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Safe-haven yen surges amid end-of-year investor nerves

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The yen gained sharply against the dollar and euro on Tuesday as investors sought the traditional safety of the Japanese currency amid end-of-year nerves over looming economic risks.

The risk of Greece dropping out of the euro zone returned to haunt the single currency after Greek lawmakers failed to elect a president on Monday, triggering a general election next month, while broader concerns over slowing global growth and deflation are also troubling investors as they look to 2015.

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Worries over global demand have helped cause a collapse in oil prices, which hit a fresh 5-1/2-year trough below $57 a barrel on Tuesday, dragging down stock markets and the dollar with them.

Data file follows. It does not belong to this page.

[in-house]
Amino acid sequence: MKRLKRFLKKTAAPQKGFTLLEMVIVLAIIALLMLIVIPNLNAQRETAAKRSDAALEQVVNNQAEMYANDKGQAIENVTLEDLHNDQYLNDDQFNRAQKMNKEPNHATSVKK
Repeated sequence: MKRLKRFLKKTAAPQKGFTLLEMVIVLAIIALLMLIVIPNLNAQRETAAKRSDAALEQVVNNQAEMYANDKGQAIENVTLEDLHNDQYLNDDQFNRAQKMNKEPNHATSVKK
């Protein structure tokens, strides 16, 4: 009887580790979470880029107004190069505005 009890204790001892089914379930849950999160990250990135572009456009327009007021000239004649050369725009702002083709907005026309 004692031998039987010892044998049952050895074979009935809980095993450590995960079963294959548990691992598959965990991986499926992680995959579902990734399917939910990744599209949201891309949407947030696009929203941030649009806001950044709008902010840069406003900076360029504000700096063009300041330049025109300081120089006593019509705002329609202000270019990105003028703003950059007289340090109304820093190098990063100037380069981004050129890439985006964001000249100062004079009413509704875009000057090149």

An almost 1 percent rise for the yen to 119.56 per dollar knocked the greenback off a more than 8-1/2-year high against basket of currencies. The dollar index was last down 0.3 percent at 89.967.

Japan's Nikkei stock average, which tends to have an inverse relationship with the yen, shed 1.6 percent on its final trading day of the year.

"Equity markets are coming under selling pressure, while the Greek situation had led to a flight into quality," said Hans Redeker, global head of FX strategy at Morgan Stanley in London, adding that the dollar was set for more gains in 2015.

Most major banks forecast a U.S. interest rate hike in 2015, contrasting with rock-bottom European and Japanese rates and driving more dollar strength. But the greenback may struggle to make further progress while risk appetite remains subdued.

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"It could remain a factor for the dollar if equities are unable to recover early next year in the wake of the Greek situation," said Shinichiro Kadota, chief Japan FX strategist at Barclays in Tokyo.

The euro slipped to a 29-month low of $1.2123 in Asian trading and was last flat on the day at $1.21525. Against the yen, it was down 1 percent at 145.25.

Sterling edged up 0.1 percent to $1.5537, close to a 16-month low touched last week, after data showed British house prices rose at their slowest annual rate in more than a year in December.